said, nothing was farther from his intention.


thought the Government had exercised a wise discretion in the course they had adopted with respect to the emoluments of those who were to constitute the railway tribunal.


expressed a hope that the Amendment would be withdrawn. He wished at the same time to say a word as to the manner in which the business of the Commission should be conducted with respect to Ireland. There was a strong feeling in Ireland that all important questions relating to that country which might come before the Commission should be decided there, and not here—that in these cases of importance, the Commissioners should go over to Ireland, instead of bringing the witnesses over to England. He trusted the Government might be able to hold out some hope of this being done.


was afraid that the 55th clause would enable an unsuccessful litigant to set aside proceedings taken against him, in the event of his being able to show that any Commissioner had an interest, however indirect, in the matter in dispute.


admitted, with reference to the remarks of some hon. Gentlemen opposite, that the clause was stringent, but did not think it was too stringent; and he was instructed by the highest authority that it accurately represented the present law on the subject.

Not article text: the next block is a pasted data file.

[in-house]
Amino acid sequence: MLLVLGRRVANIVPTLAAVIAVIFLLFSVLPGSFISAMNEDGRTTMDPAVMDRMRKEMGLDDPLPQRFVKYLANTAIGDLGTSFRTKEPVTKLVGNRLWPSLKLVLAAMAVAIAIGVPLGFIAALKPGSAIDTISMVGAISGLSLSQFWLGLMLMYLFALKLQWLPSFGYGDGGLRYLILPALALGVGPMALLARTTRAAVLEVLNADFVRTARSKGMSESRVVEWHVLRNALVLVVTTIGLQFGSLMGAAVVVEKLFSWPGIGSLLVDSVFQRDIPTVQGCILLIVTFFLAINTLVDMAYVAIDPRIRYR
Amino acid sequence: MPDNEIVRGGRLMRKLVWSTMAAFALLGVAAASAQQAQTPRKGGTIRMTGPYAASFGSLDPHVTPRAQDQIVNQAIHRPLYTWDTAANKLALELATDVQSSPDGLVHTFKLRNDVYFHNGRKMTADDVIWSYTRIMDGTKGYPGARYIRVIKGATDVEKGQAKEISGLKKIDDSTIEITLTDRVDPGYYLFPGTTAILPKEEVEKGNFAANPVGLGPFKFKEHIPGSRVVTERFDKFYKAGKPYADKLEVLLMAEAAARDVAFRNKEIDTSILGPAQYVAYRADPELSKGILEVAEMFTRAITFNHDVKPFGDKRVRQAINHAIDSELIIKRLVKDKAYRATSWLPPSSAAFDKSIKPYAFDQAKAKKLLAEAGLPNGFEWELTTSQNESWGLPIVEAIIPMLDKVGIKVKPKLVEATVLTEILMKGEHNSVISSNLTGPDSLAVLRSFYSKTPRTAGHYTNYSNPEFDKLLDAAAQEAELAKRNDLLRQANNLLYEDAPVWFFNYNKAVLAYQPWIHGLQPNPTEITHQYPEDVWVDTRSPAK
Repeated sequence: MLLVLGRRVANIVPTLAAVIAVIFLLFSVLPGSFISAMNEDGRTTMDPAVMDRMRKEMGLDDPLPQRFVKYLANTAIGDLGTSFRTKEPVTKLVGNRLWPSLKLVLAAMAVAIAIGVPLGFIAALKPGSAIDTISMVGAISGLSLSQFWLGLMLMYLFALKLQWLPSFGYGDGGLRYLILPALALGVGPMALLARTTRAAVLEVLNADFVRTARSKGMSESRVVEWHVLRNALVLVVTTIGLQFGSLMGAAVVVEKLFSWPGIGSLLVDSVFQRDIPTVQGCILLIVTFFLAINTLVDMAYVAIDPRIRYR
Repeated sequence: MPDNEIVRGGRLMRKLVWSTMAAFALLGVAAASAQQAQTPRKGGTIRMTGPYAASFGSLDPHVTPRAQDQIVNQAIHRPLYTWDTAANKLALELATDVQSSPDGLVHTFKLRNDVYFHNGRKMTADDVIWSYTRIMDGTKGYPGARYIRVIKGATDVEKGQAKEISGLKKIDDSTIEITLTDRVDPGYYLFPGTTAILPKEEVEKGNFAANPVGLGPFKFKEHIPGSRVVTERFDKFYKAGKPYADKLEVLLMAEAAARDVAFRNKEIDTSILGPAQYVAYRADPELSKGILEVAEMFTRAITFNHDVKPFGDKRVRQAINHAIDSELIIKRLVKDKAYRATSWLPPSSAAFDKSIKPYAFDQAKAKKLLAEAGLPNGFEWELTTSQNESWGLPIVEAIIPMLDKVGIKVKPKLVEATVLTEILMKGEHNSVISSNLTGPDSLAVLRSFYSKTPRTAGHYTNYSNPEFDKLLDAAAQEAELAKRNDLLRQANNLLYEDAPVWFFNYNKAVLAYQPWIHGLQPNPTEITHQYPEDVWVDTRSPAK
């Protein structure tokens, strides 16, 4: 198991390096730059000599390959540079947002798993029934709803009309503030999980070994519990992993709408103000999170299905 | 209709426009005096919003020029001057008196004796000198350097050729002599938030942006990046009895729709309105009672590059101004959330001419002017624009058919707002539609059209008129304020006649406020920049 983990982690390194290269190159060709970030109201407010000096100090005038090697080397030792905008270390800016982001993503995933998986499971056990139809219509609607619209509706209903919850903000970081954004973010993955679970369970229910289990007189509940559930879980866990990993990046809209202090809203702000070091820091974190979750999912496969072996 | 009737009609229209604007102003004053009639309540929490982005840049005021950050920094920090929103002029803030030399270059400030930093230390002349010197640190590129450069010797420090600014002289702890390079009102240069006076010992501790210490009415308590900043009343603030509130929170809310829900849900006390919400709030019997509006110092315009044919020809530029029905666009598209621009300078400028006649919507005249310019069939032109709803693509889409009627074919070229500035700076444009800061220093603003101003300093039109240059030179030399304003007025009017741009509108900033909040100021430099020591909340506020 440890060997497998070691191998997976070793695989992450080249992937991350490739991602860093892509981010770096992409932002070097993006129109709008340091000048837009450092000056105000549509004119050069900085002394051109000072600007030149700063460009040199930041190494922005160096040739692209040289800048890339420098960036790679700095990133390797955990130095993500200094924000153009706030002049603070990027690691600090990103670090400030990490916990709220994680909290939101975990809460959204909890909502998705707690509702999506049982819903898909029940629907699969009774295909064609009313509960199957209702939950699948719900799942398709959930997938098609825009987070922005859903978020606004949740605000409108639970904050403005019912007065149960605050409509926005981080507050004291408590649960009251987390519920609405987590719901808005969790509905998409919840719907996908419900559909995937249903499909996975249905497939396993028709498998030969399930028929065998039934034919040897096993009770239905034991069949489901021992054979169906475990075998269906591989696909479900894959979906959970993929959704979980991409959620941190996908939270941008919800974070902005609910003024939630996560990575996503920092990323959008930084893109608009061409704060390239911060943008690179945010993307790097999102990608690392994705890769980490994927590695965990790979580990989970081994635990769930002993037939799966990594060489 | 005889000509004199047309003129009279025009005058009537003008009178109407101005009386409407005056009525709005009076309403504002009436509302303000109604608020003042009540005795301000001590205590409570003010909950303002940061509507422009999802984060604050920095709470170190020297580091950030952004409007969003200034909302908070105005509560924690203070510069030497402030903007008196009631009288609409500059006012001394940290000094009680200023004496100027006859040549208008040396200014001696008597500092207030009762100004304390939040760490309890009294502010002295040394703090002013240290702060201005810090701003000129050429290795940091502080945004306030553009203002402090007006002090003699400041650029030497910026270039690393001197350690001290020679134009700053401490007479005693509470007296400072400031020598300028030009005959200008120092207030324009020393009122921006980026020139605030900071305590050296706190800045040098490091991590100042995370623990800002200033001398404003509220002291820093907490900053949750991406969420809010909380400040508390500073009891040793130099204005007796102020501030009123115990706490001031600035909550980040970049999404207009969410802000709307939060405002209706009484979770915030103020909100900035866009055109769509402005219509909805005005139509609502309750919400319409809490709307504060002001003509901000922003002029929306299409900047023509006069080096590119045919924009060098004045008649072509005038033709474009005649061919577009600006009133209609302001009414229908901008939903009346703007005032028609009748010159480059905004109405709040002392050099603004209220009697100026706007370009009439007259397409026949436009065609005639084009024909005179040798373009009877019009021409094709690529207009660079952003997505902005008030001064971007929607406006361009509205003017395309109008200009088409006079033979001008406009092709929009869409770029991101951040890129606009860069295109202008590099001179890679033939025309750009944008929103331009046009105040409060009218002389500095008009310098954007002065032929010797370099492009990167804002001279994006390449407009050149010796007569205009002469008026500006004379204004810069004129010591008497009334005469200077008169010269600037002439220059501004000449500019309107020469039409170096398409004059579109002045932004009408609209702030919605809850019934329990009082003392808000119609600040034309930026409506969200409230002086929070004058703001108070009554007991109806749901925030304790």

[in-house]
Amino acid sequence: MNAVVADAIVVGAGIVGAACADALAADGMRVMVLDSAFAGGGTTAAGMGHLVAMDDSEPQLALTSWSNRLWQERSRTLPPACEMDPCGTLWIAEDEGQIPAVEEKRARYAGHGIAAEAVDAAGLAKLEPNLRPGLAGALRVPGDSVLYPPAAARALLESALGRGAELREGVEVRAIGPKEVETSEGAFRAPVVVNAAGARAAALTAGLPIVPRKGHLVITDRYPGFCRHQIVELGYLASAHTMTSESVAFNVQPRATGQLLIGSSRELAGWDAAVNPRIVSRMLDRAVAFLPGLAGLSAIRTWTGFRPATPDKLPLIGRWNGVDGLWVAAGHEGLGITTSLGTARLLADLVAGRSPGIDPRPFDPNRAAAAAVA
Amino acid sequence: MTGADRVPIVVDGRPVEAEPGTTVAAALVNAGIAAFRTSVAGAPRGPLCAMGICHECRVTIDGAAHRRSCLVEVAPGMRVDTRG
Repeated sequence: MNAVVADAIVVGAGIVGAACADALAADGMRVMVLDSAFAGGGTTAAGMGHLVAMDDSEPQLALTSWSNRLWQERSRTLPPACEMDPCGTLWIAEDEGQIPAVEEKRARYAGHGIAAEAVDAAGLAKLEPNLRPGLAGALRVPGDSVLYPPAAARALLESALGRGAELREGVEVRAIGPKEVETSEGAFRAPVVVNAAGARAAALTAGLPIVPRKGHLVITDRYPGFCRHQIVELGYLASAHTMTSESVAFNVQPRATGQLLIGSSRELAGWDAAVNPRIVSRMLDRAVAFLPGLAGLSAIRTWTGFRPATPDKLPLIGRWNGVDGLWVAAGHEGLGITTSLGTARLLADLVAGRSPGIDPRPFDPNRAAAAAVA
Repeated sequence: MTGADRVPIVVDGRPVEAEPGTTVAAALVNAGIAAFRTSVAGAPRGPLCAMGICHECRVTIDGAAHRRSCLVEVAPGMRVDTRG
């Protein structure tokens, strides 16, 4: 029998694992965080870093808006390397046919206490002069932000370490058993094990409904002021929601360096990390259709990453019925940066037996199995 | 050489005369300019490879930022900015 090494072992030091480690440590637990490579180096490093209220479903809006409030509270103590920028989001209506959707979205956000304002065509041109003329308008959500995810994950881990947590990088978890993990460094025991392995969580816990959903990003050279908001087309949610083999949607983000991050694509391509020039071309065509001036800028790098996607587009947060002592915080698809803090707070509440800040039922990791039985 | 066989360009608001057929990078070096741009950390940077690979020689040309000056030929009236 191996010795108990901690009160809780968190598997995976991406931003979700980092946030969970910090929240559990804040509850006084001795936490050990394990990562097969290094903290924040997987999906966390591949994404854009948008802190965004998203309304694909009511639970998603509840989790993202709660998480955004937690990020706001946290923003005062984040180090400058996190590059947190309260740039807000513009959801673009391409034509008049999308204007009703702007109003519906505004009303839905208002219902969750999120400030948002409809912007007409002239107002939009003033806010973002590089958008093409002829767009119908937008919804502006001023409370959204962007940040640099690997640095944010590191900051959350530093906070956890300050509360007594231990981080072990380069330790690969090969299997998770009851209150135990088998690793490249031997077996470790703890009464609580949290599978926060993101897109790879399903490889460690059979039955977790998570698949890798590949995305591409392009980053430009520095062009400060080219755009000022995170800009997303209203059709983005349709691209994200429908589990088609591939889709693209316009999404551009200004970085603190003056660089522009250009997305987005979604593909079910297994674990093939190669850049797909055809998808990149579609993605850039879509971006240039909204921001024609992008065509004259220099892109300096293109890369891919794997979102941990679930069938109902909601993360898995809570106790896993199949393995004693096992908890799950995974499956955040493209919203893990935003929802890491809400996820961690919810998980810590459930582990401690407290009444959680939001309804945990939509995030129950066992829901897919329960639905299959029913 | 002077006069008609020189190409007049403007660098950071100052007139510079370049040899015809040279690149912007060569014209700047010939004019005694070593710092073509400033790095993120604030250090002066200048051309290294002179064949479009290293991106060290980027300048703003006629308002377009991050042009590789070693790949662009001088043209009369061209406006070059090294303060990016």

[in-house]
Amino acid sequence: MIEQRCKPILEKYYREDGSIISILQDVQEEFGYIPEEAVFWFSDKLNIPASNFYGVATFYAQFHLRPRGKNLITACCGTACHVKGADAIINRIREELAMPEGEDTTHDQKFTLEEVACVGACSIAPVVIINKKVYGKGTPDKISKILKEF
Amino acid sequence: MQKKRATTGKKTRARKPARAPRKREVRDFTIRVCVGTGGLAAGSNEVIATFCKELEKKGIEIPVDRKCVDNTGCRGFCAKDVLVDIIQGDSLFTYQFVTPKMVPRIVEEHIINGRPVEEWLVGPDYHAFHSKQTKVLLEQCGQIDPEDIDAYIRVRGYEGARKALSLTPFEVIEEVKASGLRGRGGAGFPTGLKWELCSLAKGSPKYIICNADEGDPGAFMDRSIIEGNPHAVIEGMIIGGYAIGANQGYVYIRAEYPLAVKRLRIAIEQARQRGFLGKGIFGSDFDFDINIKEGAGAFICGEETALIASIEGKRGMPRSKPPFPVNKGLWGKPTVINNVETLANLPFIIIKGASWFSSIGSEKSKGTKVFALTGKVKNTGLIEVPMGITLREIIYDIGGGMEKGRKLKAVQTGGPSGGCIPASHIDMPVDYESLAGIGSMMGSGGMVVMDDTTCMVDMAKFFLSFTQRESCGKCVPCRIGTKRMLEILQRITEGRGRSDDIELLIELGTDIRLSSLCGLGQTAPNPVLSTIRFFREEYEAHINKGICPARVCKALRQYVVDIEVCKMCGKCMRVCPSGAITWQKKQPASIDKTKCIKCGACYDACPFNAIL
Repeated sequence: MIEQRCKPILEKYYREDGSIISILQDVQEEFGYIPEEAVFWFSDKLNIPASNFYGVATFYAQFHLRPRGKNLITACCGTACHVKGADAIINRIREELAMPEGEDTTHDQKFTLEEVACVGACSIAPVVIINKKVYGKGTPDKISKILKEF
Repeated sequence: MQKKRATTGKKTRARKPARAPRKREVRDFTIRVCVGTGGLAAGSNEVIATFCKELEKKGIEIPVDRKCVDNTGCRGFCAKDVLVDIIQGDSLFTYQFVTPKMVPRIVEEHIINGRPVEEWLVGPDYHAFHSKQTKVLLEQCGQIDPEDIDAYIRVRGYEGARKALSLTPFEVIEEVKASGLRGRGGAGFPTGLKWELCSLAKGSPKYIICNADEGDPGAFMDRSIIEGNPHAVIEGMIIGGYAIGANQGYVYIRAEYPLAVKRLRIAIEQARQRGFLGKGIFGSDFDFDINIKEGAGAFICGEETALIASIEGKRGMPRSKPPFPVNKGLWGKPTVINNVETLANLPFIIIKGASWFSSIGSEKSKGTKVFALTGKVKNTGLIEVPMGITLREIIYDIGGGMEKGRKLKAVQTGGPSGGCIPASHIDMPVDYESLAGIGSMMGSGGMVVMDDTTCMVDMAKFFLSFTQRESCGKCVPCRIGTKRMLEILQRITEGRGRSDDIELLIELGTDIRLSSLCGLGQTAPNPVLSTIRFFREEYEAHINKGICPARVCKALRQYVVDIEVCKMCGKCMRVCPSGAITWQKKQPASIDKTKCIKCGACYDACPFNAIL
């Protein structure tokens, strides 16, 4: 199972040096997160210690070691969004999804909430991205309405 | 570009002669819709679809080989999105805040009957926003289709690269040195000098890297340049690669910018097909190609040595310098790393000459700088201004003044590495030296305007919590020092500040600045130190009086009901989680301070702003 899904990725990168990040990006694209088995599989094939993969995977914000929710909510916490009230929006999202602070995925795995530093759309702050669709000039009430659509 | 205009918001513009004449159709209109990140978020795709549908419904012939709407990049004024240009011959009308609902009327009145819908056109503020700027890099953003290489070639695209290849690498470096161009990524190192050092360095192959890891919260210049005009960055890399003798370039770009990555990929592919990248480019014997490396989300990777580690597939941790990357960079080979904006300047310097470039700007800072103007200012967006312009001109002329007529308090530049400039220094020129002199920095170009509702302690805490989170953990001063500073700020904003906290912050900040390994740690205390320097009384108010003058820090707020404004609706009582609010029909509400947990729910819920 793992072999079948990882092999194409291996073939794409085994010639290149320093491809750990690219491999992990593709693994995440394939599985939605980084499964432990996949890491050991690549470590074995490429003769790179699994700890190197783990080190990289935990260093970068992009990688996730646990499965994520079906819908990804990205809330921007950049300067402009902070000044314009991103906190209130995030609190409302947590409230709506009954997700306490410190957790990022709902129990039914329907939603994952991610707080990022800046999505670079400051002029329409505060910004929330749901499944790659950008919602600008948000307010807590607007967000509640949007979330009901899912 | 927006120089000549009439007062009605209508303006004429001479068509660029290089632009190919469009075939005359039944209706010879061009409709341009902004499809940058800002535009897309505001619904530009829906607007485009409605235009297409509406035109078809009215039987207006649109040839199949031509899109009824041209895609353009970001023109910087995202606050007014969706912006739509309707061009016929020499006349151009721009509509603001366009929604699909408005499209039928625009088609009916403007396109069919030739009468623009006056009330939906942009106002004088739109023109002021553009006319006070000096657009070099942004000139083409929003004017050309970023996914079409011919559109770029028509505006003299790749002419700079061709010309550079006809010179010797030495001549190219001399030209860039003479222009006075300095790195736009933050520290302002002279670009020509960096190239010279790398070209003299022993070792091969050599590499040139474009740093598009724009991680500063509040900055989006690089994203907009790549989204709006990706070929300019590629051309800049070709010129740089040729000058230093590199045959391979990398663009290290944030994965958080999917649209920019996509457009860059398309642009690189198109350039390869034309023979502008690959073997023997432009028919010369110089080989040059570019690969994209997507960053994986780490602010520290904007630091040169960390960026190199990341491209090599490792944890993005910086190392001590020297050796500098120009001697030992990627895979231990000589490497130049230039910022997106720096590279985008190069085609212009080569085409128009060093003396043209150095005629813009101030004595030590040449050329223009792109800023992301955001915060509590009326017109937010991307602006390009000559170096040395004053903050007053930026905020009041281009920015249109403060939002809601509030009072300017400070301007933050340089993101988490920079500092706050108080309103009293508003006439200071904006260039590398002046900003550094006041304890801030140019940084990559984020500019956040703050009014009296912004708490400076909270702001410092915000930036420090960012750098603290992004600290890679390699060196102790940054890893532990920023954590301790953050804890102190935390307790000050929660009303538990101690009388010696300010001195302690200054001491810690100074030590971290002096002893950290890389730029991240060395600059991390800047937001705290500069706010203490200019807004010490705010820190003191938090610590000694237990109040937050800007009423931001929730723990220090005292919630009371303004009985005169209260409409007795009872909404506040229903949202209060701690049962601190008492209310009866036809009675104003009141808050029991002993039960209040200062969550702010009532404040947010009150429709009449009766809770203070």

said, the first consideration was to keep the area of selection as wide as possible, because otherwise the choice of the Government must be limited to a purely professional class.


warned the House against tying up the office with too many restrictions. He thought they ought rather to trust to the honour and good feeling of those persons whom the Government should think fit to recommend for the office, than to rely on provisions for keeping out the possibility of any personal interest being connected with the administration, when such provisions would be wholly ineffectual.